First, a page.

Why judge a person by who they are? Who is he anyway? Is he been judged by the name AZAN? What name should he have so as not to be judged unfavorable? When are we going to see all Jamaicans as Jamaicans, cares not what status in life they are?
    A person’s action and character is of most important to me than their name, color, religion or the amount of earthly wealth they posses.
    This was a man I know of good character and by his works I would say indeed he was good man not a big man.

    “Mr. Azan was in every sense of the word a Big Man you should have heard an account I just heard on the radio, of how he was treated when he was rushed to hospital after being shot compared to other little man and little woman Jamaicans who were waiting on treatment.”…………….. Tuff

    And so that treatment was because he was a big man? I am certain some low life murder have been granted the same privilege as he, as a matter of fact due to the nature of injuries that were inflected upon one I know some years he was given what I believe was similar attention as was given to Mr. Azan, now should he be call a big man? Oh heck no, that would make a mockery of the word “man”

    I believe Hospitals and Dr. have a sworn duty and generally act in accordance with good medical practice, to save lives and given professional care. If Azan’s injuries were seen as life threatened (We now know they were) they (Hospital and Dr.) would and had responded accordingly.
    Emergency treatment should not be seen as preferential treatment, maybe the callers to the radio show does not know the difference, so they do what comes naturally to them, complain, and why not? They have nothing else to do

    Nuff said............... [/qb]
    bwoy mi fren, u eida is a farrina or u a dream bout life as u would want it to be in reality a yaad

    mi sarry but mi haffi laff wen mi read weh u seh bout treatment a hospital....mi can memba going to one wid a worker from a studio who got shot and the fuss ting mi had was fi produce was a blank cheque fi guarentee payment

    low life as u cawl it no get fi go hospital....matter of fact, dem body stay pon roadside till it get collek, wateva time....mi can memba wen docta climb up eena police big truck fi check seh man an man dead an upon finding one still alive, had said police run go morgue fi one body dem neva boda carry come but ketch dem fraid since dis one did tun out to be alive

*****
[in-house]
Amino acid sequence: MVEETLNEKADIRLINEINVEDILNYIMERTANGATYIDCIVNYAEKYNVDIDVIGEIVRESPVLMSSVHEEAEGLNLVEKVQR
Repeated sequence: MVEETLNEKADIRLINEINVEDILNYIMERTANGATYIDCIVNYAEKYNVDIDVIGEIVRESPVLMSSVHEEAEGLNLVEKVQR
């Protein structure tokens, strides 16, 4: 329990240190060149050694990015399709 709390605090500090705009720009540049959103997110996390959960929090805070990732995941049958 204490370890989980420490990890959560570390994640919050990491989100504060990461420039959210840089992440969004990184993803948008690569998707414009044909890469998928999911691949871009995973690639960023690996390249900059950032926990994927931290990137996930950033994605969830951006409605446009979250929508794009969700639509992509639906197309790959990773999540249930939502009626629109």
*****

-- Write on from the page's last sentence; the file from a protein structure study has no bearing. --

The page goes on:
Leave a comment:


  • Wardob
    replied
    Re: Too little too late?

    “Really, if you are saying that then you could not be Jamaican because you know that the big man term is not about how you act but who you are.”………..Tuff

    Why judge a person by who they are? Who is he anyway? Is he been judged by the name AZAN? What name should he have so as not to be judged unfavorable? When are we going to see all Jamaicans as Jamaicans, cares not what status in life they are?
    A person’s action and character is of most important to me than their name, color, religion or the amount of earthly wealth they posses.
    This was a man I know of good character and by his works I would say indeed he was good man not a big man.

    “Mr. Azan was in every sense of the word a Big Man you should have heard an account I just heard on the radio, of how he was treated when he was rushed to hospital after being shot compared to other little man and little woman Jamaicans who were waiting on treatment.”…………….. Tuff

    And so that treatment was because he was a big man? I am certain some low life murder have been granted the same privilege as he, as a matter of fact due to the nature of injuries that were inflected upon one I know some years he was given what I believe was similar attention as was given to Mr. Azan, now should he be call a big man? Oh heck no, that would make a mockery of the word “man”

    I believe Hospitals and Dr. have a sworn duty and generally act in accordance with good medical practice, to save lives and given professional care. If Azan’s injuries were seen as life threatened (We now know they were) they (Hospital and Dr.) would and had responded accordingly.